Europe still 'in eye of the storm' despite moves to ease virus lockdowns

 

LONDON, United Kingdom (UPDATED) – Parts of Europe moved to reopen their streets and economies on Thursday, April 16, but the coronavirus pandemic was far from beaten, with the World Health Organization warning the continent was still in the "eye of the storm."

Since emerging in China late last year, the virus has turned the world upside down, killing tens of thousands, forcing half of humanity indoors and raising the specter of a second Great Depression.

Hope that its spread has peaked in Europe and the United States has seen some countries take tentative steps to ease restrictions, with US President Donald Trump set to unveil plans on Thursday for lifting lockdowns across the world's top economy.

Trump is anxious to get the United States moving again, as new data showed the country shedding an incredible 22 million jobs in the last month.

But with global cases and deaths still growing – and fears of a second wave of infections in previously hit countries – officials are warning that life around the world will not be returning to normal until a vaccine is available.

"We remain in the eye of the storm," the WHO's regional director for Europe, Hans Kluge, said in an online news conference from Copenhagen.

Positive signs in Spain, Italy, Germany, France and Switzerland were overshadowed by sustained or increased levels of infections in other countries, such as Britain, Turkey, Ukraine and Russia, he said.

"It is imperative that we do not let down our guard."

More than two million people have been infected with the virus around the world and 137,500 – including 90,000 in Europe – have died, according to an Agence France-Presse (AFP) tally.

Hard-hit parts of Europe have seen a slowdown in infections and deaths in recent days, with Spain recording 551 new deaths on Thursday, almost half of the daily toll at its peak.

Venturing out in Venice

After weeks on strict lockdowns, Spain and Italy have begun to ease restrictions, allowing some businesses to reopen.

In Venice, residents in mandatory face masks ventured out to see quiet streets and canals that once thronged with selfie-stick wielding tourists.

"I bought many books," Venetian Catrina told AFP after visiting one of the city's bookshops, which were allowed to reopen this week.

"I needed them. Like an addict – for something of substance."

Switzerland announced an easing of restrictions, with some shops and services – including beauty salons and DIY stores – allowed to resume business from April 27.

Germany also announced initial steps to reopen some shops and gradually restart schools, Denmark began reopening schools for younger children after a month-long closure and Finland lifted a blockade of Helsinki.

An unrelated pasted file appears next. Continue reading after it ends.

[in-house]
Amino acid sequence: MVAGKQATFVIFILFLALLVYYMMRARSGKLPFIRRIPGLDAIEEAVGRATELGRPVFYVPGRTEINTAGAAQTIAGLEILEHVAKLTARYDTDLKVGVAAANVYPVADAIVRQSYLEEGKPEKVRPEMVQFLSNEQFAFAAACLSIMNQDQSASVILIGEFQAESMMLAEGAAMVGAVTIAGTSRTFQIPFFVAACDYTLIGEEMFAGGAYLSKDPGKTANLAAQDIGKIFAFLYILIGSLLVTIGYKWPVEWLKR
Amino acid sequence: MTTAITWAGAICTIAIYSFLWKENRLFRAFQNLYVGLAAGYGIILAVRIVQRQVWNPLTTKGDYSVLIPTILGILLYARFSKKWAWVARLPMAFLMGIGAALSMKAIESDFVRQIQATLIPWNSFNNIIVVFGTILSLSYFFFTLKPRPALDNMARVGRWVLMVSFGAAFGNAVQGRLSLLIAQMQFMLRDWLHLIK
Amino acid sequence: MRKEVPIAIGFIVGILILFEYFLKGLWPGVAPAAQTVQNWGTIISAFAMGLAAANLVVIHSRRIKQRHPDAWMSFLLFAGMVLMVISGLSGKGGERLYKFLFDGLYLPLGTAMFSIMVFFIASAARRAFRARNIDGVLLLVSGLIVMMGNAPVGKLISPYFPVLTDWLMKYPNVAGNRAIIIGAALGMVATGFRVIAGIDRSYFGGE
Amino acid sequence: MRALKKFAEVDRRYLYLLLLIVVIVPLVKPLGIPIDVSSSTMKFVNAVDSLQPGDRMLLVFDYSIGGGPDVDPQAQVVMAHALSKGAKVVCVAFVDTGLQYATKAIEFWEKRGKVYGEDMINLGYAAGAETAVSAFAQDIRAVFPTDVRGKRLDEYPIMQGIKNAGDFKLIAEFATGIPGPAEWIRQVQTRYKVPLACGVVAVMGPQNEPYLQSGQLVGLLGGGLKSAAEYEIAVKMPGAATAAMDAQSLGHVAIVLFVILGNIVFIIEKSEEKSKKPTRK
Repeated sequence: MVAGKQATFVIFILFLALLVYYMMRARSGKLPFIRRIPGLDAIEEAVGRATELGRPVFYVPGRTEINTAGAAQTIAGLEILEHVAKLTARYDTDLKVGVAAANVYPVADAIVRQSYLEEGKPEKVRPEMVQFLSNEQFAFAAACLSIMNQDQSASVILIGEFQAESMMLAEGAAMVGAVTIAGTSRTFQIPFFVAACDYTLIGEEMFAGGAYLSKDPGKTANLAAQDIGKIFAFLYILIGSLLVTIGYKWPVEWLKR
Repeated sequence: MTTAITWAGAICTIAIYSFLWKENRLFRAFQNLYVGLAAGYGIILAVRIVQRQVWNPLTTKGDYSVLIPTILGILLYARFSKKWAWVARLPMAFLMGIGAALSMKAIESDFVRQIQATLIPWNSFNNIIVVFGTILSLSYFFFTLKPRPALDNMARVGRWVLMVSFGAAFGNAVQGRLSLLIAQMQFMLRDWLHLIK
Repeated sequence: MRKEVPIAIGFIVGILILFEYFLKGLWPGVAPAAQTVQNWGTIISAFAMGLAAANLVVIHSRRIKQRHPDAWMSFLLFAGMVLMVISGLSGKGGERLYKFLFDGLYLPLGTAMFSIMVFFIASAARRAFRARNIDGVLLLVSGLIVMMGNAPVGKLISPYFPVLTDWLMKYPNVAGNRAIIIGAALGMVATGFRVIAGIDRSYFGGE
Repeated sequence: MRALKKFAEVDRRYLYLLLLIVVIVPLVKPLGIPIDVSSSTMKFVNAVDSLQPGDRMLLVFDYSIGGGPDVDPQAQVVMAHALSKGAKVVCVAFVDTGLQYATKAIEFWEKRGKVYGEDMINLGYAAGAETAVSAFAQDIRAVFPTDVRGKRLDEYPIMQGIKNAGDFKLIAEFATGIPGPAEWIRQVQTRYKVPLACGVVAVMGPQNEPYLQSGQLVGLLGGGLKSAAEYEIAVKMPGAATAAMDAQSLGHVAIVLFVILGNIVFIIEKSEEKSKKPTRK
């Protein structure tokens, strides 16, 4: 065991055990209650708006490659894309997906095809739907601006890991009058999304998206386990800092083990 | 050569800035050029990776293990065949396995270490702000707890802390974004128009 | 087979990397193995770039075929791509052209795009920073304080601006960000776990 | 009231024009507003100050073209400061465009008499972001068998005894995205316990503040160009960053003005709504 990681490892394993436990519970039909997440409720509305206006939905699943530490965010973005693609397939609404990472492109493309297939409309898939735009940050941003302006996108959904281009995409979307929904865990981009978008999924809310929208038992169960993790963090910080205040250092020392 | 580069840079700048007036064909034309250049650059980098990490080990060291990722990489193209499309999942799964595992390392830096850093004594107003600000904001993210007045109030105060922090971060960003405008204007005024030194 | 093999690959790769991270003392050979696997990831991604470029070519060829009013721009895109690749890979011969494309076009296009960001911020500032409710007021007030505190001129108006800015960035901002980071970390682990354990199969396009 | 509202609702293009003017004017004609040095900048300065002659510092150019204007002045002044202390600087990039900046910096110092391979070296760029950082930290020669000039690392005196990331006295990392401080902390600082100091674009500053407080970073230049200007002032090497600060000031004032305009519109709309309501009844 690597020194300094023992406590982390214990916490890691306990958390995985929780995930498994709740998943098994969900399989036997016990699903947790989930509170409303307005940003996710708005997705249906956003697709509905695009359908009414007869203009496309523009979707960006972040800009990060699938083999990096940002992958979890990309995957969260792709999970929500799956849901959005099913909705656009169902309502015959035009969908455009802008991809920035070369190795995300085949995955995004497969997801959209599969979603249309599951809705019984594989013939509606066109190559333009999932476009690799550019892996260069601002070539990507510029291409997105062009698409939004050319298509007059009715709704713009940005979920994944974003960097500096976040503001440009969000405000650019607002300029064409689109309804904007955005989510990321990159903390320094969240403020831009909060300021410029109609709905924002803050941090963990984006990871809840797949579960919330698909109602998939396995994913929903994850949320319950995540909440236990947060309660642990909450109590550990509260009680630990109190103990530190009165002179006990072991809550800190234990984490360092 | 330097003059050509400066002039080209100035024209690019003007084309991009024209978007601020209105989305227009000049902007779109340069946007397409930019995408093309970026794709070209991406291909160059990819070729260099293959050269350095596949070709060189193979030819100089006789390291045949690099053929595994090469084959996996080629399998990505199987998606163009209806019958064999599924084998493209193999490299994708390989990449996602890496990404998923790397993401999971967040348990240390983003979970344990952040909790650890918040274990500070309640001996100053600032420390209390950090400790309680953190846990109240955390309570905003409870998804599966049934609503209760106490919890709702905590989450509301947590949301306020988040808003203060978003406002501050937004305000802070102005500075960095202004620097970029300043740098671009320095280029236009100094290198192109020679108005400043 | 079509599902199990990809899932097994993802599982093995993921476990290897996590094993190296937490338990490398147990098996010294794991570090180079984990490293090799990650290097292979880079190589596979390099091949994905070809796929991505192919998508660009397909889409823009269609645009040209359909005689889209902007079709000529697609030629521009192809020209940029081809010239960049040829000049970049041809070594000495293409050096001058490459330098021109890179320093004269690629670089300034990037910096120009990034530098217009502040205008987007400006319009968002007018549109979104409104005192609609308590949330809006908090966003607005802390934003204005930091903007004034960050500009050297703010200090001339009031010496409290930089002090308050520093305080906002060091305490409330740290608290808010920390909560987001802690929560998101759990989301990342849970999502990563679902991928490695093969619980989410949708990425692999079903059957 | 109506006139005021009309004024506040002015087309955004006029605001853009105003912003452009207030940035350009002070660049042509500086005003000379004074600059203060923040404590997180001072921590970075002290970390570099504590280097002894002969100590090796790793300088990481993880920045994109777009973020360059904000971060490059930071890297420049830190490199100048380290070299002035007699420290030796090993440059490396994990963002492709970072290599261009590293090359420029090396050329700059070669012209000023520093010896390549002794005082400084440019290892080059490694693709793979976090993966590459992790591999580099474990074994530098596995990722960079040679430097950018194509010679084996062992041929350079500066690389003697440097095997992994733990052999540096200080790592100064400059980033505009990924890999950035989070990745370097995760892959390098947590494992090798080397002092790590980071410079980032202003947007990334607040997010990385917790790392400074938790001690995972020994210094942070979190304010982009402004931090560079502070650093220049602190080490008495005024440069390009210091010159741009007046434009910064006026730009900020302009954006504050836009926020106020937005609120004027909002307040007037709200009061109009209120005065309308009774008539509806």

Trump has promised swift guidelines on reopening parts of the United States, telling reporters his "aggressive strategy" against the virus was working and that "the data suggests that nationwide we have passed the peak on new cases."

"We'll be the comeback kids, all of us," said Trump.

As European residents began to emerge from their homes, some feared it may be too soon.

"I think people should still hold out a little longer because I think it's going to come back again, not as intensely, but the pandemic is going to come back a little bit," deliveryman Gean Carlo Minaya told AFP in Madrid.

In other parts of Europe, severe restrictions were set to remain in place for weeks, with Britain expected to extend its lockdown measures later Thursday. It reported 861 new deaths from the virus Thursday, a spike of 100 on the previous day's increase.

Vaccine challenge

United Nations chief Antonio Guterres said only a "safe and effective vaccine" can return the world to normal, hoping that could be available by year-end.

The Bill & Melinda Gates Foundation offered $150 million and called for global cooperation to ready vaccines, but its chief executive laid bare the challenge facing humanity.

"There are 7 billion people on the planet," said Mark Suzman. "We are going to need to vaccinate nearly every one. There is no manufacturing capacity to do that."

Even with a vaccine, the virus is expected to lay waste to the global economy, with the International Monetary Fund warning that $9 trillion could be lost in a second Great Depression.

In the developing world, there are growing fears of a collapse in social order as food becomes scarce – with the situation especially acute in Africa and Latin America.

In Riyadh, G20 nations of the world's major economies announced a one-year debt moratorium for the world's poorest nations.

The White House said Trump and other leaders of the G7 would discuss cooperation by video conference on Thursday.

But even in the US, the pandemic has caused historic job losses, with the latest data showing 5.2 million workers seeking unemployment benefits last week, bringing the total to 22 million new jobless since mid-March.

Many Americans are becoming increasingly desperate.

"At the end of this month, I'm done," said Reuben Isaacson of Boca Raton, Florida, who was laid off from an e-commerce startup in March.

"When the moratorium on evictions is lifted and Florida hasn't paid anybody any money, a bunch of people are going to be homeless and that includes me," he said.

'We will survive this'

Despite the gloom, tales of resilience and generosity around the world lifted spirits.

In Britain, Tom Moore, a 99-year-old World War II veteran, completed 100 laps of his garden to bring in more than £13 million ($16 million) in a fundraising challenge for healthcare staff.

The final lap of his garden in Bedfordshire, south England, was met with a military guard of honor and broadcast live on British TV.

"In the last war it was soldiers in uniform on the front line. This time our army are the doctors and nurses (in) uniforms," Moore told British TV earlier this week.

"We will survive this." – Rappler.com